Archive for April 2012

“SHE signed it for me — she is so cute! So sweet!” the designer Tadashi Shoji gushed as he lovingly clutched a piece of paper to his chest. On it was the original sketch he had made of the gown that the actress Octavia Spencer had worn to the Academy Awards in February. Next to the drawing of the gown, an elaborately draped white sheath covered in sparkly beads, Ms. Spencer had signed her name, along with the words: “Love you!”

Ms. Spencer would go on to take home an Oscar for her supporting role in “The Help.” But even if she hadn’t, her dress would have been a winner on Hollywood’s biggest night, landing her on many a best-dressed list. In addition to its feminine elegance, the garment was praised for the way it transformed Ms. Spencer’s voluptuous curves into more slimming contours.

“She’s not a thin-thin girl, so I had to give the illusion of her as tall and thin,” said Mr. Shoji, 64.

The diminutive Japanese designer, whose close-cropped hair is speckled with gray, was at his studio near downtown Los Angeles, sitting in a Zen-like showroom that was minimally decorated with an orchid and Japanese art. The only blast of color was Mr. Shoji himself, who was wearing a cobalt blue cardigan and a pink polo shirt buttoned up to his neck.

Read the rest at the New York Times

It had seemed like the perfect setting for a chat with a young Hollywood actress: Café Gratitude, one of those Los Angeles hang-outs populated by hipsters sporting vintage T-shirts and carefully manicured facial hair, where the vegan menu touts dishes called ‘I Am Peace’ and ‘I Am Connected’.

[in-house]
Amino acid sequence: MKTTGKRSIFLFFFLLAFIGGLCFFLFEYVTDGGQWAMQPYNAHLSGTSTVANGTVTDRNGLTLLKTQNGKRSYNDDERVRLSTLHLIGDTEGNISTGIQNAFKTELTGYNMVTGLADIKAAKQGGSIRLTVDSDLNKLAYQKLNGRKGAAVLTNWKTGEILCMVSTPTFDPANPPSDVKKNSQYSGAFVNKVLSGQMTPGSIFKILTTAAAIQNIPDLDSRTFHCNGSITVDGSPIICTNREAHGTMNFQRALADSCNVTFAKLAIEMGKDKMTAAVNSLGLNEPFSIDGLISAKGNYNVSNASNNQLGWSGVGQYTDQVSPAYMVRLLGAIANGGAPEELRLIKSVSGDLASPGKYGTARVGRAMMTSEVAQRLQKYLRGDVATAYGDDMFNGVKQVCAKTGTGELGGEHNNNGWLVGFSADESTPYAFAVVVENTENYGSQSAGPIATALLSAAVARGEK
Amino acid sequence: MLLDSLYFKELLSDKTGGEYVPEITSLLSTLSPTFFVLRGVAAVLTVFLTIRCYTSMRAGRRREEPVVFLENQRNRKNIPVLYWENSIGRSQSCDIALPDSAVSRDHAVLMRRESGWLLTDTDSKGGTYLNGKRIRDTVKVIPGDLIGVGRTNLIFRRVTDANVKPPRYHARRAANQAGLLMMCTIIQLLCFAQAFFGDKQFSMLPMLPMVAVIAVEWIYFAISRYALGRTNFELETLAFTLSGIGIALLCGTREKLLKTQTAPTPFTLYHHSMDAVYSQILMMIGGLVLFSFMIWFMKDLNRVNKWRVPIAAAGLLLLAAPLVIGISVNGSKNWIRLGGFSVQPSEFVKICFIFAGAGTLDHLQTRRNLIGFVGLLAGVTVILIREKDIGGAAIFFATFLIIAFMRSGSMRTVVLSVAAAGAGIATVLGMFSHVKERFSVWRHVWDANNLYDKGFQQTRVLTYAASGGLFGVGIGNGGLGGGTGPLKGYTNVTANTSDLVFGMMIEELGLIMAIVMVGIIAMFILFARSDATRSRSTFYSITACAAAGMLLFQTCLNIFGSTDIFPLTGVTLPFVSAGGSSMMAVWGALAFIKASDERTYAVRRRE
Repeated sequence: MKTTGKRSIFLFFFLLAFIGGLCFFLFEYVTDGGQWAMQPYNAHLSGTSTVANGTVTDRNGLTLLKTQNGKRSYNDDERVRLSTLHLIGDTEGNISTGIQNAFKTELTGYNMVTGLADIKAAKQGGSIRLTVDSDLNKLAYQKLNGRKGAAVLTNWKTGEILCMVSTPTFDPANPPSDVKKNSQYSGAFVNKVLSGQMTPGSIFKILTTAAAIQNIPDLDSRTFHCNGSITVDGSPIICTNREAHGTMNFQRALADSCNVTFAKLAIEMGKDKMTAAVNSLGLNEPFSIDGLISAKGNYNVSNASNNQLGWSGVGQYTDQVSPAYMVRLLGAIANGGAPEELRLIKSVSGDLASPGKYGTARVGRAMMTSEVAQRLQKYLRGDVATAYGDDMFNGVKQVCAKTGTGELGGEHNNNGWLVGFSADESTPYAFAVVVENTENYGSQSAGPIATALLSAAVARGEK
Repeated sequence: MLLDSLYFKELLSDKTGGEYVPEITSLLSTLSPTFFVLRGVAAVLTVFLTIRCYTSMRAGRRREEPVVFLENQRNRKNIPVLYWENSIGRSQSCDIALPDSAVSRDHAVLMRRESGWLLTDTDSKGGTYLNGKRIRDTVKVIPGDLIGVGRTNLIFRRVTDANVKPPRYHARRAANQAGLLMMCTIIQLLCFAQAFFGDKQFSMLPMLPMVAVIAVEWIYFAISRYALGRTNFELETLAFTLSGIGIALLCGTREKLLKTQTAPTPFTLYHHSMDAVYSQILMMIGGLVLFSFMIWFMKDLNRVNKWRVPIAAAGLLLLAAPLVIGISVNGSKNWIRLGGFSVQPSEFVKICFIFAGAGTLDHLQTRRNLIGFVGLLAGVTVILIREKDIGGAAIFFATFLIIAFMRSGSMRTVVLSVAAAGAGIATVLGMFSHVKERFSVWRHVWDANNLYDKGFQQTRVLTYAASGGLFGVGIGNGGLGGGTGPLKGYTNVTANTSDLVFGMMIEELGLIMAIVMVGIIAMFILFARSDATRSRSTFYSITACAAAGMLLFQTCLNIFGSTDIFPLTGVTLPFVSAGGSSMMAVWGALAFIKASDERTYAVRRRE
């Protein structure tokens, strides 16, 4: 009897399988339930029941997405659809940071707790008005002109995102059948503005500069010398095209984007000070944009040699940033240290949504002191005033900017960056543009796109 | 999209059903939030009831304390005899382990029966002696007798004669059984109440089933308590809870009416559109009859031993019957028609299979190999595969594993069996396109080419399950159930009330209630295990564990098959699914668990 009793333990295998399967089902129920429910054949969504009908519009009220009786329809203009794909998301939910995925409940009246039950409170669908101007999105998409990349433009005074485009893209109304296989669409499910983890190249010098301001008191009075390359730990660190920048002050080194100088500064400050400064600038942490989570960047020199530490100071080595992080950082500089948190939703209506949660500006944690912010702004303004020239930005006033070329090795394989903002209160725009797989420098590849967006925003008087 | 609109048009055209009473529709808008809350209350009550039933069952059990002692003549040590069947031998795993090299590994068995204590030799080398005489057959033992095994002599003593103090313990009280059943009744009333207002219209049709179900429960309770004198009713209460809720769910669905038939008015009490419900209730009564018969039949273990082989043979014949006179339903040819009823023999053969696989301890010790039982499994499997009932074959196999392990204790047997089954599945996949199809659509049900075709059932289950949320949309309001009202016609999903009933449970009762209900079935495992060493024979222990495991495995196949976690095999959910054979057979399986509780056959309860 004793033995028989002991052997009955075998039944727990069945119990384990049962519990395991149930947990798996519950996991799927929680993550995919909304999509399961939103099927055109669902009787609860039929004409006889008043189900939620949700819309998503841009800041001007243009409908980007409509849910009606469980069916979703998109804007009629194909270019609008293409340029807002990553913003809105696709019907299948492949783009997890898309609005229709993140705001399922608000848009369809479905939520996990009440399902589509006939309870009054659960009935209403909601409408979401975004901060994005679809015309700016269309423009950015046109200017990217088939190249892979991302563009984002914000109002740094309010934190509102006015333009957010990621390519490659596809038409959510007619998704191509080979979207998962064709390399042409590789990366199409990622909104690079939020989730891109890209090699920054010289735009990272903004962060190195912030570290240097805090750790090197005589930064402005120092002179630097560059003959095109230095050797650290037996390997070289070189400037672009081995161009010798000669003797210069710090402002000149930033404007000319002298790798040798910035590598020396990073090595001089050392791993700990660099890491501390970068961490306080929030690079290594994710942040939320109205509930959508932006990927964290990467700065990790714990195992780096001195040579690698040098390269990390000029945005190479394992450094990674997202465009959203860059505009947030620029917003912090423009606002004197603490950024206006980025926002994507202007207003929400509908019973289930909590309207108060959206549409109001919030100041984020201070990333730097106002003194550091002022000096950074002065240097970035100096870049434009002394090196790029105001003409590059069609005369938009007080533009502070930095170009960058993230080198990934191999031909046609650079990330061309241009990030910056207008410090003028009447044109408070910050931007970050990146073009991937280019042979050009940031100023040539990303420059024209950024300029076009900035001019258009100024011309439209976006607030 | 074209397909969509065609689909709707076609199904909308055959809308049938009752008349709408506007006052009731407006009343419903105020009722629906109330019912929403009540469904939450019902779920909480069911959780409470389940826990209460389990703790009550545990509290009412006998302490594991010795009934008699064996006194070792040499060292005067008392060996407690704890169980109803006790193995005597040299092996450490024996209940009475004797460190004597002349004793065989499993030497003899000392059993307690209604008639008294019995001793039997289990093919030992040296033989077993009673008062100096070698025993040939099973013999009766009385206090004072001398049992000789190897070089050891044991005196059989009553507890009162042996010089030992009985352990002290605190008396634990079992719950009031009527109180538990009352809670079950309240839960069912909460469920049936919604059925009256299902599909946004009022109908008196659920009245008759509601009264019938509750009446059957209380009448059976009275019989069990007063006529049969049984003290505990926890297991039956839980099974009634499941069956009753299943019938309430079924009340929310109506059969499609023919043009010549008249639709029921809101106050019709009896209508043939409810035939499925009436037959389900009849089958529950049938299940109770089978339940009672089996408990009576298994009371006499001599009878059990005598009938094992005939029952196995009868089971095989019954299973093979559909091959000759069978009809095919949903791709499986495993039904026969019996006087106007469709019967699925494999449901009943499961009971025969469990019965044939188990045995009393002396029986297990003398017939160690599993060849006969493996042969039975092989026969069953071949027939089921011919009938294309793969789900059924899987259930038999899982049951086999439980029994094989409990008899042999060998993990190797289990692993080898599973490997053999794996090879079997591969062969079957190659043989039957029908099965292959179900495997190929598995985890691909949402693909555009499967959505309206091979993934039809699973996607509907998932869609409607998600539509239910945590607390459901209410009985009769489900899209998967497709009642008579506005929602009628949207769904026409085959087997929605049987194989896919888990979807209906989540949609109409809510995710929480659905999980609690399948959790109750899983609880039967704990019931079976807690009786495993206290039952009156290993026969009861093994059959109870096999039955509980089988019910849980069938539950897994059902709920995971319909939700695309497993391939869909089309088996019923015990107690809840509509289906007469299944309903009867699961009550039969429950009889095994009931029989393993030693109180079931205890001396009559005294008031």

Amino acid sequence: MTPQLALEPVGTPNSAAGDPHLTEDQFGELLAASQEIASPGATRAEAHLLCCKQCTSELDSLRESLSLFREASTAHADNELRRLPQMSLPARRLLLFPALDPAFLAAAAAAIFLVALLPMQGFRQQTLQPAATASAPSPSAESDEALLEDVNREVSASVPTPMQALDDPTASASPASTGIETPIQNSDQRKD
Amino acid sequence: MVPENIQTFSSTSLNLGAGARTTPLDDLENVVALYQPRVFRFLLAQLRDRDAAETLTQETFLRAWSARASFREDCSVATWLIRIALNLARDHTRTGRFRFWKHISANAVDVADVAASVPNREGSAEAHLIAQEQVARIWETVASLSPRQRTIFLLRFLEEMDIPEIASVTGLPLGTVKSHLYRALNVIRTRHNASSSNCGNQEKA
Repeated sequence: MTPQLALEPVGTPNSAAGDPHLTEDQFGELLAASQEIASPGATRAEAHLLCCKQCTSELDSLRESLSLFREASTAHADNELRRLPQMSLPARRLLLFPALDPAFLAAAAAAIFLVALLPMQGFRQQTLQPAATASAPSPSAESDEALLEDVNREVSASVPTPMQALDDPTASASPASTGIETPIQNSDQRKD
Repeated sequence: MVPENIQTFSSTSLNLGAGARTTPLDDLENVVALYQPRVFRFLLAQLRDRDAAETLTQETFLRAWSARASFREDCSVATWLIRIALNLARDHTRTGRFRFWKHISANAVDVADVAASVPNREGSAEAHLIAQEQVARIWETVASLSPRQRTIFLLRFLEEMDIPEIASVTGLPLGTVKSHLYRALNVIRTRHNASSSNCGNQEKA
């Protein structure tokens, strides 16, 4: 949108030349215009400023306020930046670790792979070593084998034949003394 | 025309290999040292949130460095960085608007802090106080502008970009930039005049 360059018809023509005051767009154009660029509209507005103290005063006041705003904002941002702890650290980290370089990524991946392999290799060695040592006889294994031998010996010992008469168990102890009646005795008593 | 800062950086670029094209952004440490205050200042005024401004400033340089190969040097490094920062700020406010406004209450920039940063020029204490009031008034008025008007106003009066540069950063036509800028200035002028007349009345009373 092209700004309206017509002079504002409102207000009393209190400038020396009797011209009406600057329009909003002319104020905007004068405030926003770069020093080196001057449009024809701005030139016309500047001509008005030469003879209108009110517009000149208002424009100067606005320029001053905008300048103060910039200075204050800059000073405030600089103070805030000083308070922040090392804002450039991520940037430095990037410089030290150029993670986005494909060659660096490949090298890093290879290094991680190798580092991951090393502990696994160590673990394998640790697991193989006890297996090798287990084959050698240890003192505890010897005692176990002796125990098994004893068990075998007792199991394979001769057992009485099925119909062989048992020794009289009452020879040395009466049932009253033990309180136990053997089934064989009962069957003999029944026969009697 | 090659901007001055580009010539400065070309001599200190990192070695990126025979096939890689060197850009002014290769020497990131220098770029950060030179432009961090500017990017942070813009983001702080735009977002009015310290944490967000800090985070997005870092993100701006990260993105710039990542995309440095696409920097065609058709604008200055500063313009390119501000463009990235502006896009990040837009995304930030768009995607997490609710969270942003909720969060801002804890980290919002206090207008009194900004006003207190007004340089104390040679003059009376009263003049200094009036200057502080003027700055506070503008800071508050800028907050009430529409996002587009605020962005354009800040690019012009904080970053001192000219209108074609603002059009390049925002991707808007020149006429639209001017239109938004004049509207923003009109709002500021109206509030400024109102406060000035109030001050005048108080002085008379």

But when Elisabeth Moss, aka Peggy Olson, the ambitious copywriter on the cultishly beloved television series Mad Men, breezes in wearing a chic ensemble of skinny jeans and slim black blazer, a Mulberry messenger bag slung artfully across one shoulder, she seems immediately out of place.
It’s as if Audrey Hepburn has descended on a peace rally. (Any notions that Moss might resemble Peggy – who as the show’s resident goody two-shoes is sentenced to a strenuously sensible wardrobe – are quickly put to rest.)
Things get worse when Moss politely asks the waitress for a Diet Coke, the equivalent of asking a Buddhist monk for a slab of raw pork. ‘I’m sorry, we don’t…’ the waitress apologises. ‘Do you have anything with caffeine?’ Moss tries again, her blue eyes twinkling with good nature. ‘Uh…’ A compromise is reached with iced coffee, though in lieu of the requested cream on the side (no dairy allowed here), Moss settles for coconut milk. ‘I’m obviously not a good vegan,’ she jokes.

Read the rest at The Independent